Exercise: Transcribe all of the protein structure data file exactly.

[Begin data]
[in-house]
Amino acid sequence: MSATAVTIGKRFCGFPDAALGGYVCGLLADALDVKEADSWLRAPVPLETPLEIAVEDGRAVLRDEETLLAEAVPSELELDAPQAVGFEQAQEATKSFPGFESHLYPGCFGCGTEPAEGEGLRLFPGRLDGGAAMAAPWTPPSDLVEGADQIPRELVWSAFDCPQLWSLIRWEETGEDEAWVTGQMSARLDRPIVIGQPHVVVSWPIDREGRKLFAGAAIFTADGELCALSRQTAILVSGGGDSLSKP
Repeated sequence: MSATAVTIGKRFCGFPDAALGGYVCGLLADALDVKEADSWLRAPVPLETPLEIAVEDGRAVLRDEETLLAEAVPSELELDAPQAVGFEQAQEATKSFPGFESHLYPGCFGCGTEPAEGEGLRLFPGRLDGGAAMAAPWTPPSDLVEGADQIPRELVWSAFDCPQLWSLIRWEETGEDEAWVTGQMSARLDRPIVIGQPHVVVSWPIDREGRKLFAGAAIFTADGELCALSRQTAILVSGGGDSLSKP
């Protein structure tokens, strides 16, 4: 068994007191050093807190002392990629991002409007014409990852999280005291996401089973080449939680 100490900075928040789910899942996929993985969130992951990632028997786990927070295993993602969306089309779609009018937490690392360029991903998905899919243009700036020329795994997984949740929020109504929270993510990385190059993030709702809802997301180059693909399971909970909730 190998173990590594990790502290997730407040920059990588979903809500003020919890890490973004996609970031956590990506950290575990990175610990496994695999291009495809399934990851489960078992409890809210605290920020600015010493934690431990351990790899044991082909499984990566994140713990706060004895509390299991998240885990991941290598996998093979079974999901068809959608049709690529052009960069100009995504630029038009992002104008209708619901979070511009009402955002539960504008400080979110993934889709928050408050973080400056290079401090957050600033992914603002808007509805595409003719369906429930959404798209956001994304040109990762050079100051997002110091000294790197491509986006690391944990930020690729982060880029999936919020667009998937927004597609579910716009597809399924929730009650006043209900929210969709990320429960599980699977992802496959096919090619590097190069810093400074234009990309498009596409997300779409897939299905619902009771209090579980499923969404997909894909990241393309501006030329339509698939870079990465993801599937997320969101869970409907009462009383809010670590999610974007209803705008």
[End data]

[in-house]
Amino acid sequence: MSATAVTIGKRFCGFPDAALGGYVCGLLADALDVKEADSWLRAPVPLETPLEIAVEDGRAVLRDEETLLAEAVPSELELDAPQAVGFEQAQEATKSFPGFESHLYPGCFGCGTEPAEGEGLRLFPGRLDGGAAMAAPWTPPSDLVEGADQIPRELVWSAFDCPQLWSLIRWEETGEDEAWVTGQMSARLDRPIVIGQPHVVVSWPIDREGRKLFAGAAIFTADGELCALSRQTAILVSGGGDSLSKP
Repeated sequence: MSATAVTIGKRFCGFPDAALGGYVCGLLADALDVKEADSWLRAPVPLETPLEIAVEDGRAVLRDEETLLAEAVPSELELDAPQAVGFEQAQEATKSFPGFESHLYPGCFGCGTEPAEGEGLRLFPGRLDGGAAMAAPWTPPSDLVEGADQIPRELVWSAFDCPQLWSLIRWEETGEDEAWVTGQMSARLDRPIVIGQPHVVVSWPIDREGRKLFAGAAIFTADGELCALSRQTAILVSGGGDSLSKP
């Protein structure tokens, strides 16, 4: 068994007191050093807190002392990629991002409007014409990852999280005291996401089973080449939680 100490900075928040789910899942996929993985969130992951990632028997786990927070295993993602969306089309779609009018937490690392360029991903998905899919243009700036020329795994997984949740929020109504929270993510990385190059993030709702809802997301180059693909399971909970909730 190998173990590594990790502290997730407040920059990588979903809500003020919890890490973004996609970031956590990506950290575990990175610990496994695999291009495809399934990851489960078992409890809210605290920020600015010493934690431990351990790899044991082909499984990566994140713990706060004895509390299991998240885990991941290598996998093979079974999901068809959608049709690529052009960069100009995504630029038009992002104008209708619901979070511009009402955002539960504008400080979110993934889709928050408050973080400056290079401090957050600033992914603002808007509805595409003719369906429930959404798209956001994304040109990762050079100051997002110091000294790197491509986006690391944990930020690729982060880029999936919020667009998937927004597609579910716009597809399924929730009650006043209900929210969709990320429960599980699977992802496959096919090619590097190069810093400074234009990309498009596409997300779409897939299905619902009771209090579980499923969404997909894909990241393309501006030329339509698939870079990465993801599937997320969101869970409907009462009383809010670590999610974007209803705008």